Advertisement

Nina L. Etkin: Edible Medicines: An Ethnopharmacology of Food

The University of Arizona Press, Tucson, Arizona, 2006, 301 pp., ISBN-13: 978-0-8165-2093-0 and ISBN-10: 0-8165-2093-3
  • Gina K. Thornburg
Book Review

In this wide-ranging book, anthropologist Nina Etkin examines the healing properties of an array of foods across many cultures around the globe. Her analysis is informed by the literatures of ethnopharmacology, human evolution, applied biology, food history, nutrition, botany, geography, microbiology, the history of medicine, alternative and complementary medicine, and the science of food and agriculture. Throughout the book she interweaves findings from her 35 years of fieldwork among the Hausa people in Nigeria to bolster her central argument that biocultural and coevolutionary perspectives help to explain the interactions between culture and food and to “understand the health implications of people’s food-centered actions in the context of real-life circumstances” (p. 4). Both perspectives hinge on the principle that food, people, environment, and culture are best understood through their complex and dynamic relationships to one another. The biocultural view understands that the...

References

  1. Fasano, A., Berti, I., Gerarduzzi, T., Not, T., Colletti, R. B., Drago, S., et al. (2003). Prevalence of celiac disease in at-risk and not-at-risk groups in the United States: A large multicenter study. Archives of Internal Medicine, 163, 286–292.CrossRefGoogle Scholar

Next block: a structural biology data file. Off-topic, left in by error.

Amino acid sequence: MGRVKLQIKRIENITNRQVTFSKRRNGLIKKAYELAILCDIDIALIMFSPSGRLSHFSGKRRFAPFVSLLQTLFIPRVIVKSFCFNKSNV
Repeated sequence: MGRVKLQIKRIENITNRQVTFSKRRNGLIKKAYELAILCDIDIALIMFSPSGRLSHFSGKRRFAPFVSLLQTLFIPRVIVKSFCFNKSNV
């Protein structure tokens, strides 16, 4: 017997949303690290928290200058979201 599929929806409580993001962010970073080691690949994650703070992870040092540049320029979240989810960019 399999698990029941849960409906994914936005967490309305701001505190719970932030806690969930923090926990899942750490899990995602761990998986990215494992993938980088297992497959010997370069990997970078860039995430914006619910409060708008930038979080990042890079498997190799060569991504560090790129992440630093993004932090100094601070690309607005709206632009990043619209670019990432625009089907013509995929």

2. Olshansky, S. J., & Ault, A. B. (2002). The fourth stage of the epidemiologic transition: The age of delayed degenerative diseases. In F. Trovato (Ed.), Population and society: Essential readings (pp. 48–62). Don Mills, Ontario, Canada: Oxford University Press.Google Scholar
  3. Peters, G. L., & Larkin, R. P. (2002). Population geography: Problems, concepts, and prospects. Dubuque, Iowa: Kendall/Hunt Publishing Company.Google Scholar
  4. Simoons, F. J. (1981). Celiac disease as a geographic problem. In D. N. Walcher & N. Kretchmer (Eds.), Food, nutrition and evolution: Food as an environmental factor in the genesis of human variability (pp. 179–199). New York, USA: Masson Publishing.Google Scholar

Copyright information

© Springer Science+Business Media B.V. 2010

Authors and Affiliations

  1. 1.Department of GeographyKansas State UniversityManhattanUSA

Personalised recommendations